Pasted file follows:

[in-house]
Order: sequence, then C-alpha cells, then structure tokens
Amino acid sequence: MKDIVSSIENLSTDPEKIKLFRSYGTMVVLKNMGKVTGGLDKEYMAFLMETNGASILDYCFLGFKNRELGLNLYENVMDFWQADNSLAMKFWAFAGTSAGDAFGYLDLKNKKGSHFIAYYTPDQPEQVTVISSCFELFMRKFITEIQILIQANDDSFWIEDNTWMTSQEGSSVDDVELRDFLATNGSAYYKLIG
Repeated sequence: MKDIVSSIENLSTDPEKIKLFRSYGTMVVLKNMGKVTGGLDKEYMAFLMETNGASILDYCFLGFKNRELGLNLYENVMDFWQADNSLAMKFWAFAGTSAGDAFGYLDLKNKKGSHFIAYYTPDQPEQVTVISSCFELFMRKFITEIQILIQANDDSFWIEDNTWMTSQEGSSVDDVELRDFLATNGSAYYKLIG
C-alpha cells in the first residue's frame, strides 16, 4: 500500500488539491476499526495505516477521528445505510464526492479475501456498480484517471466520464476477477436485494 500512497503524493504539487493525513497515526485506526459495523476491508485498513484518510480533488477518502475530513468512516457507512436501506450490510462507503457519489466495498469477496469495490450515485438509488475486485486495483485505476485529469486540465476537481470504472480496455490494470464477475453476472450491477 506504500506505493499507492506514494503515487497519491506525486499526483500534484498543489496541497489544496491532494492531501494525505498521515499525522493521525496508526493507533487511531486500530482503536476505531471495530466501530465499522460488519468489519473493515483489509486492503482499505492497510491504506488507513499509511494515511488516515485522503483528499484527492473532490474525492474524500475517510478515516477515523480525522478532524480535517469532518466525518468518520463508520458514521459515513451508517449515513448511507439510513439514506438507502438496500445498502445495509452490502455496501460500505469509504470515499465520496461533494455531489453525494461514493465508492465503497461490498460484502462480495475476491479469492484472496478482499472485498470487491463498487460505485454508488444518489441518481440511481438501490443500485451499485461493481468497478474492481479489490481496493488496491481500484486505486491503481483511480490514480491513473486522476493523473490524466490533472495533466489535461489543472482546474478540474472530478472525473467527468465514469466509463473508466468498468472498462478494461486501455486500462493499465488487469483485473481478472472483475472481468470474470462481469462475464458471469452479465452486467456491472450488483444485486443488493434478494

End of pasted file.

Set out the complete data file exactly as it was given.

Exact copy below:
[in-house]
Order: sequence, then C-alpha cells, then structure tokens
Amino acid sequence: MKDIVSSIENLSTDPEKIKLFRSYGTMVVLKNMGKVTGGLDKEYMAFLMETNGASILDYCFLGFKNRELGLNLYENVMDFWQADNSLAMKFWAFAGTSAGDAFGYLDLKNKKGSHFIAYYTPDQPEQVTVISSCFELFMRKFITEIQILIQANDDSFWIEDNTWMTSQEGSSVDDVELRDFLATNGSAYYKLIG
Repeated sequence: MKDIVSSIENLSTDPEKIKLFRSYGTMVVLKNMGKVTGGLDKEYMAFLMETNGASILDYCFLGFKNRELGLNLYENVMDFWQADNSLAMKFWAFAGTSAGDAFGYLDLKNKKGSHFIAYYTPDQPEQVTVISSCFELFMRKFITEIQILIQANDDSFWIEDNTWMTSQEGSSVDDVELRDFLATNGSAYYKLIG
C-alpha cells in the first residue's frame, strides 16, 4: 500500500488539491476499526495505516477521528445505510464526492479475501456498480484517471466520464476477477436485494 500512497503524493504539487493525513497515526485506526459495523476491508485498513484518510480533488477518502475530513468512516457507512436501506450490510462507503457519489466495498469477496469495490450515485438509488475486485486495483485505476485529469486540465476537481470504472480496455490494470464477475453476472450491477 506504500506505493499507492506514494503515487497519491506525486499526483500534484498543489496541497489544496491532494492531501494525505498521515499525522493521525496508526493507533487511531486500530482503536476505531471495530466501530465499522460488519468489519473493515483489509486492503482499505492497510491504506488507513499509511494515511488516515485522503483528499484527492473532490474525492474524500475517510478515516477515523480525522478532524480535517469532518466525518468518520463508520458514521459515513451508517449515513448511507439510513439514506438507502438496500445498502445495509452490502455496501460500505469509504470515499465520496461533494455531489453525494461514493465508492465503497461490498460484502462480495475476491479469492484472496478482499472485498470487491463498487460505485454508488444518489441518481440511481438501490443500485451499485461493481468497478474492481479489490481496493488496491481500484486505486491503481483511480490514480491513473486522476493523473490524466490533472495533466489535461489543472482546474478540474472530478472525473467527468465514469466509463473508466468498468472498462478494461486501455486500462493499465488487469483485473481478472472483475472481468470474470462481469462475464458471469452479465452486467456491472450488483444485486443488493434478494